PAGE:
Quantification Analysis of Sleep Based on Smartwatch Sensors for Parkinson’s Disease

Yi-Feng Ko, Pei-Hsin Kuo, Ching-Fu Wang, Yu-Jen Chen, Pei-Chi Chuang, Shih-Zhang Li, Bo-Wei Chen, Fu-Chi Yang, Yu-Chun Lo, Yi Yang, Shuan-Chu Vina Ro, Fu-Shan Jaw, Sheng-Huang Lin*, You-Yin Chen*

*Corresponding author for this work

Research output: Contribution to journalArticlepeer-review

16 Scopus citations


Rapid eye movement (REM) sleep behavior disorder (RBD) is associated with Parkinson’s disease (PD). In this study, a smartwatch-based sensor is utilized as a convenient tool to detect the abnormal RBD phenomenon in PD patients. Instead, a questionnaire with sleep quality assessment and sleep physiological indices, such as sleep stage, activity level, and heart rate, were measured in the smartwatch sensors. Therefore, this device can record comprehensive sleep physiological data, offering several advantages such as ubiquity, long-term monitoring, and wearable convenience. In addition, it can provide the clinical doctor with sufficient information on the patient’s sleeping patterns with individualized treatment. In this study, a three-stage sleep staging method (i.e., comprising sleep/awake detection, sleep-stage detection, and REM-stage detection) based on an accelerometer and heart-rate data is implemented using machine learning (ML) techniques. The ML-based algorithms used here for sleep/awake detection, sleep-stage detection, and REM-stage detection were a Cole–Kripke algorithm, a stepwise clustering algorithm, and a k-means clustering algorithm with predefined criteria, respectively. The sleep staging method was validated in a clinical trial. The results showed a statistically significant difference in the percentage of abnormal REM between the control group (1.6 ± 1.3; n = 18) and the PD group (3.8 ± 5.0; n = 20) (p = 0.04). The percentage of deep sleep stage in our results presented a significant difference between the control group (38.1 ± 24.3; n = 18) and PD group (22.0 ± 15.0, n = 20) (p = 0.011) as well. Further, our results suggested that the smartwatch-based sensor was able to detect the difference of an abnormal REM percentage in the control group (1.6 ± 1.3; n = 18), PD patient with clonazepam (2.0 ± 1.7; n = 10), and without clonazepam (5.7 ± 7.1; n = 10) (p = 0.007). Our results confirmed the effectiveness of our sensor in investigating the sleep stage in PD patients. The sensor also successfully determined the effect of clonazepam on reducing abnormal REM in PD patients. In conclusion, our smartwatch sensor is a convenient and effective tool for sleep quantification analysis in PD patients.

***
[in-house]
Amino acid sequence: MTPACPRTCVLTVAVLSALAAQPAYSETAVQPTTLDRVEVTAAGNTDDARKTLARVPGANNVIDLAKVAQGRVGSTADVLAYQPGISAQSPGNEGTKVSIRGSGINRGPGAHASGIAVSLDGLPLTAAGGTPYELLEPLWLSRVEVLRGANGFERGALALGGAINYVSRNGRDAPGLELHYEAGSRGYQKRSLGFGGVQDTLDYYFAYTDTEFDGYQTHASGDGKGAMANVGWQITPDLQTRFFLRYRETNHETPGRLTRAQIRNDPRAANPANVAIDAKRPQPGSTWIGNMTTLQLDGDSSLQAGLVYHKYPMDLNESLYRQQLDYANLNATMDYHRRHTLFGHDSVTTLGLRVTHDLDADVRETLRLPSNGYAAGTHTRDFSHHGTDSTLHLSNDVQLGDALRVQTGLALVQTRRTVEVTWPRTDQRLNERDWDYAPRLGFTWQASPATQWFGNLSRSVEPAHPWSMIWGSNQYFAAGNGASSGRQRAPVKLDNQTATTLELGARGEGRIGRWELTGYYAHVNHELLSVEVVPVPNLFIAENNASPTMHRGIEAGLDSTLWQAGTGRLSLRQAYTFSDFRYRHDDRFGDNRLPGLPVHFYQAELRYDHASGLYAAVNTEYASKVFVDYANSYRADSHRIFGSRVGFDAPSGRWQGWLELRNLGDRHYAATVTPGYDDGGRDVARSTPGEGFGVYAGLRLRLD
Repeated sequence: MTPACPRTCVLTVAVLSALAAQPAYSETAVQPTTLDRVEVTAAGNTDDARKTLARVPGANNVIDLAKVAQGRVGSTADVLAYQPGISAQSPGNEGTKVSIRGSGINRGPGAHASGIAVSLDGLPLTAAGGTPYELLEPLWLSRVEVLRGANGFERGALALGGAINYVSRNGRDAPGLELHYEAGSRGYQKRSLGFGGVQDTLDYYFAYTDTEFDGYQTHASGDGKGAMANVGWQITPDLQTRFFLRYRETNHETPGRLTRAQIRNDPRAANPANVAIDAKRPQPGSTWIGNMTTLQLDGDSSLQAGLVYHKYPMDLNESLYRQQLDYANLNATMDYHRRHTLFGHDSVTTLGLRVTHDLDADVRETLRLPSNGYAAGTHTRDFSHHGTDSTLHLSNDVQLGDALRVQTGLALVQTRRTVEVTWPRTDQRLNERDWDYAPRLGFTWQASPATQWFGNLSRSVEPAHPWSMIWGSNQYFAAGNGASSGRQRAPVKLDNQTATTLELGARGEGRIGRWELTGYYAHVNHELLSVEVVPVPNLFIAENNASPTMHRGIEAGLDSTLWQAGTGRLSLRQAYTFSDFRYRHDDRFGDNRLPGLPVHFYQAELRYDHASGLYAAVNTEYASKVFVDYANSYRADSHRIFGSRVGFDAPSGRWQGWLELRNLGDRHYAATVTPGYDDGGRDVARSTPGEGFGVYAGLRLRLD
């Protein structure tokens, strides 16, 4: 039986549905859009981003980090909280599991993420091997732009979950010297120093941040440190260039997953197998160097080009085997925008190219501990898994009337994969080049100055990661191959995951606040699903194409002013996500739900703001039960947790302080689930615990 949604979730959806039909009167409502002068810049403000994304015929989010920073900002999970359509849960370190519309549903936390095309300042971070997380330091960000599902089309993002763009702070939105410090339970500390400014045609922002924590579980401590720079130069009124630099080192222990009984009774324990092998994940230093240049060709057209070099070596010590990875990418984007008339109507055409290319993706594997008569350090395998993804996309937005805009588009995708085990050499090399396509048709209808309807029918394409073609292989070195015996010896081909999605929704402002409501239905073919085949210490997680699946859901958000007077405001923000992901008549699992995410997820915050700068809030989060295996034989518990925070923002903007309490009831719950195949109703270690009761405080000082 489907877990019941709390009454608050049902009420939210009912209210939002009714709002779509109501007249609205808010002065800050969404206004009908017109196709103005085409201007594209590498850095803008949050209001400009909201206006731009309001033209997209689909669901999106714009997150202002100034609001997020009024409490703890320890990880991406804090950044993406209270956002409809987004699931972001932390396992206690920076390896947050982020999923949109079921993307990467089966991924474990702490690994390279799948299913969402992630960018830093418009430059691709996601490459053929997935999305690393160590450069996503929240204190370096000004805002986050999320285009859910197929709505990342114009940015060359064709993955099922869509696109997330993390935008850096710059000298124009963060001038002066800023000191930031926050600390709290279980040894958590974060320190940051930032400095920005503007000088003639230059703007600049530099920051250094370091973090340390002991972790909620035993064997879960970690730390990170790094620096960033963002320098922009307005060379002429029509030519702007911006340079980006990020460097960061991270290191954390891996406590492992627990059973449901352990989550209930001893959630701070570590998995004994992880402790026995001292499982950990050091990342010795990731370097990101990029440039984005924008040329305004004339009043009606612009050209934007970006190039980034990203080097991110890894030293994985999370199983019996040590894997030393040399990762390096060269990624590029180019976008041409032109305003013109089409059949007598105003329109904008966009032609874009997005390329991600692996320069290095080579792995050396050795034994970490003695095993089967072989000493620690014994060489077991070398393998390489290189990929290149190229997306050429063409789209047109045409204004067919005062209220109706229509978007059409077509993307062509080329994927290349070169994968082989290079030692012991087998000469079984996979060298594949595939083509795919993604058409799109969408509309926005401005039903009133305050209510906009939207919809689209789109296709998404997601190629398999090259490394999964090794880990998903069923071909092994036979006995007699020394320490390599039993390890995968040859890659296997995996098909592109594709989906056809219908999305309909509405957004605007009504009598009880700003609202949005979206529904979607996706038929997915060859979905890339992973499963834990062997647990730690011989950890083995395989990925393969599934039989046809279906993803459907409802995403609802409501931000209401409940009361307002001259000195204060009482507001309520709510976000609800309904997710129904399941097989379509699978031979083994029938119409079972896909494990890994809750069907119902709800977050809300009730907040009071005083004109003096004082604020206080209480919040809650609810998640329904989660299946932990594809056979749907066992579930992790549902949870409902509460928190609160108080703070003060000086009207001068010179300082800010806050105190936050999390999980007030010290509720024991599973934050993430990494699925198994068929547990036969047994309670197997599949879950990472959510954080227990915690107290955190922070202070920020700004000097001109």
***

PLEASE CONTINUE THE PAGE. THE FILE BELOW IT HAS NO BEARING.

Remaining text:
Original languageAmerican English
Number of pages18
Issue number2
StatePublished - 27 Jan 2022


  • REM sleep behavior disorder
  • Parkinson’s disease
  • machine learning
  • smartwatch sensors


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